A key requirement in the realistic rendering of computer generated graphical images is the accurate computation of the interdependent light distribution among the various element surfaces within the image scene. To address the accurate synthesis of scene lighting, various physics-based global illumination techniques have been developed. These techniques, including radiosity, ray tracing, and photon mapping, approach realistic image rendering by directly simulating the physical phenomenon of light distribution within a set three-dimensional environment. Many of the theoretical and practical implementation issues of physics-based global illumination techniques are explored in *Advanced Global Illumination *by Philip Dutre, Philippe Bekaert, and Kavita Bala, A K Peters, Ltd., (July 2003).

The principal limitation of known physics-based global illumination techniques is the computational intensity of the physics-based simulations. The computational requirements of the algorithms implementing the simulations for scenes of even modest complexity well-exceed usable display frame-rates. Trade-offs, such as reducing the simulation accuracy, directly impact the realism of the rendered scene. Other trade-offs, such as pre-computation of light distribution for static elements, have been explored. Unfortunately, all but a small portion of a typical scene has to be statically pre-computed in order to achieve useable frame-rates. This results in quite visible lighting inaccuracies whenever the any dynamic element is repositioned within the overall scene. Even with the substantial improvements in the processing performance of general purpose central processing units (CPUs) and peripheral graphical processing units (GPUs), known physics-based global illumination techniques are conventionally accepted as too computationally expensive achieve real-time rendering of fully dynamic scenes.

Consequently, a need exists for a physics-based global illumination technique that is fully capable of the real-time rendering of fully dynamic scenes.

Thus, a general purpose of the present invention is to provide an efficient physics-based global illumination technique capable of supporting full scene realistic rendering of complex deformable geometries in real-time.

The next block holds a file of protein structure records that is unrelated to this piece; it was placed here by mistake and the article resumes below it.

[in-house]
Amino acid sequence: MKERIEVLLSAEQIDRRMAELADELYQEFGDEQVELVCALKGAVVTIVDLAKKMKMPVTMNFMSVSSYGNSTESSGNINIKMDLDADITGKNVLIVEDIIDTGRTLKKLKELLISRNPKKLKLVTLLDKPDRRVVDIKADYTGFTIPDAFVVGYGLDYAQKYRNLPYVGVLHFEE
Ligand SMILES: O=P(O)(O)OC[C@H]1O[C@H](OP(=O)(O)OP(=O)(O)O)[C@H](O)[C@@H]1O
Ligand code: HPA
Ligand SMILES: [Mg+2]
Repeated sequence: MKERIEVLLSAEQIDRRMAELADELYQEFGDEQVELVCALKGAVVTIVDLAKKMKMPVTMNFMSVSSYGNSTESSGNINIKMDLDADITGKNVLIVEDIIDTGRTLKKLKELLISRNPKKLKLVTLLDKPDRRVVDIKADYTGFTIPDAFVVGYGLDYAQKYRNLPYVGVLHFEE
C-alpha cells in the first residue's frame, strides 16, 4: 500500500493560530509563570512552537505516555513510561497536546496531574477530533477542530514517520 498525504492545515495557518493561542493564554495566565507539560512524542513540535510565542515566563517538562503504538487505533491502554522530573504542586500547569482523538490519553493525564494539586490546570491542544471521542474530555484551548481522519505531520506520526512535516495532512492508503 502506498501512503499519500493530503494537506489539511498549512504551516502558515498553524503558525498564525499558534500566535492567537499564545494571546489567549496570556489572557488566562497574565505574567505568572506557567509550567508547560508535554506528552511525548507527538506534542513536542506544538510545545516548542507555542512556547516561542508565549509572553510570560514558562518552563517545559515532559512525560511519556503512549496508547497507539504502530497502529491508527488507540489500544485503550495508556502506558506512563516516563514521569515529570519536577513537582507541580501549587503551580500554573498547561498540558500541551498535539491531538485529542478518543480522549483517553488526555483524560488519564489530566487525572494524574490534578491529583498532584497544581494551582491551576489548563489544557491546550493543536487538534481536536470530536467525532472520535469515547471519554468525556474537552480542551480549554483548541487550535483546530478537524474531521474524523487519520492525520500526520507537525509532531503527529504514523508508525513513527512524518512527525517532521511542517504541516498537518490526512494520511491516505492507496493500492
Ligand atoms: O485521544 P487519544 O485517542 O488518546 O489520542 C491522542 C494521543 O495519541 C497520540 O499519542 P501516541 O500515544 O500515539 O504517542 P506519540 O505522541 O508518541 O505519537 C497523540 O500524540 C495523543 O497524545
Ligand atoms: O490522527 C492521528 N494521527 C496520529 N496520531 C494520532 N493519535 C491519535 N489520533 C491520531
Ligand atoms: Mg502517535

This is achieved in the present invention by providing for the production of frames of image data representative of a scene containing deformable geometry for display on a display device. Frame animation data is computed for a series of frames representative, in animated sequence, of a scene containing deformable geometry. The frame animation data includes a control mesh descriptive of the three-dimensional surface of graphical elements occurring within the scene. Based on the frame animation data, respective illumination values are computed for the individual polygons of the control mesh to determine the global illumination of the scene. The computation is performed iteratively utilizing the directional light functionally emitted from source polygons to receiver polygons to determine global illumination. The directional light emitter values are further utilized, in combination with material properties, specular illumination contributions to the global illumination of the receiver polygons.

An advantage of the present invention is that the disclosed global illumination technique enables real-time computation of global illumination for realistic rendering of animated scenes, representing substantially to fully deformable geometries, at high frame-rates.

Another advantage of the present invention is that computation of the global illumination physics-based simulation efficiently utilizes a frame-rate synchronous, converging series of passes, where each pass utilizes a unitary computation of light contribution for both reflection and shadowing. Frame-to-frame coherence is exploited for faster convergence to improve computation of global illumination. The global illumination technique also enables an optimally balanced use of central processor and graphics processor resources to obtain real-time rendering of deformable geometries.

A further advantage of the present invention is that the global illumination physics-based simulation utilizes surface feature dependent directional illumination data to enhance surface illumination realism. The directional illumination data is computed in real-time and efficiently encodes normal perturbation surface data to enable the efficient rendering of bump-mapped, normal-mapped, and displacement-mapped global illuminated surfaces.